Washington Journal of Law, Technology & Arts


Aaron B. Wicker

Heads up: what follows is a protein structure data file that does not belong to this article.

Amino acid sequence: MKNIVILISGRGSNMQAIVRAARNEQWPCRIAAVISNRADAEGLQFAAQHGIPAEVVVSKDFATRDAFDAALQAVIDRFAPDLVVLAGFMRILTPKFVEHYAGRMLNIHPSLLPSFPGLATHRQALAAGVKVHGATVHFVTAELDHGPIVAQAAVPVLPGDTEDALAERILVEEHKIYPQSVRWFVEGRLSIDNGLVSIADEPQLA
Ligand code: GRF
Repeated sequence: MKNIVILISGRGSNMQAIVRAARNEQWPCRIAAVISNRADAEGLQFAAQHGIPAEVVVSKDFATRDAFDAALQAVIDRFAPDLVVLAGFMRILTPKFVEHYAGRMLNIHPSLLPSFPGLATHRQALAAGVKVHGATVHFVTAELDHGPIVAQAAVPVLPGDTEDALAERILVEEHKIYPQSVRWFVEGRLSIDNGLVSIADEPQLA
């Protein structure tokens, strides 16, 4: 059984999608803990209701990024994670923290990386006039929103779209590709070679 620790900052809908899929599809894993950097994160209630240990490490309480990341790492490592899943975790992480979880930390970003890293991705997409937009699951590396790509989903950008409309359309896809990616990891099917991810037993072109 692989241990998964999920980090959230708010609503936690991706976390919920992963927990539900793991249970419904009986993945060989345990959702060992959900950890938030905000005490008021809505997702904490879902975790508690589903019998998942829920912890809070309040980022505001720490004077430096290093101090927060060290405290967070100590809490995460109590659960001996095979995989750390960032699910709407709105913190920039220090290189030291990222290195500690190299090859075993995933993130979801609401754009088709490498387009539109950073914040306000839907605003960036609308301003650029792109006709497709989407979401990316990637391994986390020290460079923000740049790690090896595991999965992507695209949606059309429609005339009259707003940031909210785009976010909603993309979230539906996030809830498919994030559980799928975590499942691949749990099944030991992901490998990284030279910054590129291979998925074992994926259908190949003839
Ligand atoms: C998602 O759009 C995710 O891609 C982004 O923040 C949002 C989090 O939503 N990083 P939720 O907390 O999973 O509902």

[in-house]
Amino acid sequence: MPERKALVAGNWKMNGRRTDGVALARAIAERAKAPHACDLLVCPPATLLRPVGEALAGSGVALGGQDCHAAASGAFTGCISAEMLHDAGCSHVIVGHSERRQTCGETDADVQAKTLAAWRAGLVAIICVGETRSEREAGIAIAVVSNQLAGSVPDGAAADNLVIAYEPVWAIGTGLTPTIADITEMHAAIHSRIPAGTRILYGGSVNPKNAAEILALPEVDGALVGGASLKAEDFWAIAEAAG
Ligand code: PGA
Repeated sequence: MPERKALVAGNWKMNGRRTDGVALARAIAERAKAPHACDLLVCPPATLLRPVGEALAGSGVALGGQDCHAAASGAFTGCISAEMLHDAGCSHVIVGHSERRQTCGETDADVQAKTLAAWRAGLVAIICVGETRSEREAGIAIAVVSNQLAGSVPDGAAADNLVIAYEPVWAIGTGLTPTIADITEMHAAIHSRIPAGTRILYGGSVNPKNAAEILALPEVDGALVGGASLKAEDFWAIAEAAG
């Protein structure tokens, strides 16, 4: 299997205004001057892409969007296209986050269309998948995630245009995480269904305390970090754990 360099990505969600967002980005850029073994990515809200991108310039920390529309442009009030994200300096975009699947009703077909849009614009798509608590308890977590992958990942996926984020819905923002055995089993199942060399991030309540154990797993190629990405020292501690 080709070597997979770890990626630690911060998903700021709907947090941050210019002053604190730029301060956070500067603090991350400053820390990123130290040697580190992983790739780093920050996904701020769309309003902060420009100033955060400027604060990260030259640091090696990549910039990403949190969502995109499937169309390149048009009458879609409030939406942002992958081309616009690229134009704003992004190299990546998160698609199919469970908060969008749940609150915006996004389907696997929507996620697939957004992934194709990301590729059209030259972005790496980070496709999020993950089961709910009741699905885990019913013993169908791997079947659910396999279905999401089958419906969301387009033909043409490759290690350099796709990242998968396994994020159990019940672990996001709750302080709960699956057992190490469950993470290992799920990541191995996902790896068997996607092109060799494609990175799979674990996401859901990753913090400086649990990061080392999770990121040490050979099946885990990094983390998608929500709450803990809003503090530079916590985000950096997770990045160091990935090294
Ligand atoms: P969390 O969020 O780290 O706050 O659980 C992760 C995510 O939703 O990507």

In Kienitz v. Sconnie Nation LLC, the U.S. Court of Appeals for the Seventh Circuit ultimately rejected the concept of transformative use having a central role within the doctrine of fair use. In doing so, the Seventh Circuit broke with judicial precedent, namely the Supreme Court’s holding in Campbell v. Acuff-Rose Music, Inc., where the Court unanimously held that the inquiry for the first factor of fair use is whether, and to what extent, the work is transformative. The Seventh Circuit’s 2014 decision raises questions about the scope of the holding in Campbell and about whether this holding extends to cases outside of the realm of parody. This Article will examine the scope of Campbell and whether there can still be market-centered fair use post-Campbell. This Article will then consider the implications of a market-centered fair use analysis. Finally, this Article will conclude that courts should continue to utilize the transformative use inquiry for the purposes of fair use, that Congress need not intervene in fair use, and that there cannot be market-centered fair use post-Campbell.

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